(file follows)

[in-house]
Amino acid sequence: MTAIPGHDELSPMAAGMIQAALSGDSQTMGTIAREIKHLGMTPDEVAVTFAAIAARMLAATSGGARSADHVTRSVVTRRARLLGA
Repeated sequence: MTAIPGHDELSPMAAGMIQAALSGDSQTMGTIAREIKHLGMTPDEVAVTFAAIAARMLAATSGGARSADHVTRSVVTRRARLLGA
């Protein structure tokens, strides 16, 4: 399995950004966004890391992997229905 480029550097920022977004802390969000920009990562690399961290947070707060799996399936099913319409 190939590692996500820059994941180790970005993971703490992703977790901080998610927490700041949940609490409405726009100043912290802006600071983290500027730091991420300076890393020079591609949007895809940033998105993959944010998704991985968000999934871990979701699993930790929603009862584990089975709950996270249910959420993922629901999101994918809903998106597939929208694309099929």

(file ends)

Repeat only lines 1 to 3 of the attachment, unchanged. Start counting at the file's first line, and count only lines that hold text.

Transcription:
[in-house]
Amino acid sequence: MTAIPGHDELSPMAAGMIQAALSGDSQTMGTIAREIKHLGMTPDEVAVTFAAIAARMLAATSGGARSADHVTRSVVTRRARLLGA
Repeated sequence: MTAIPGHDELSPMAAGMIQAALSGDSQTMGTIAREIKHLGMTPDEVAVTFAAIAARMLAATSGGARSADHVTRSVVTRRARLLGA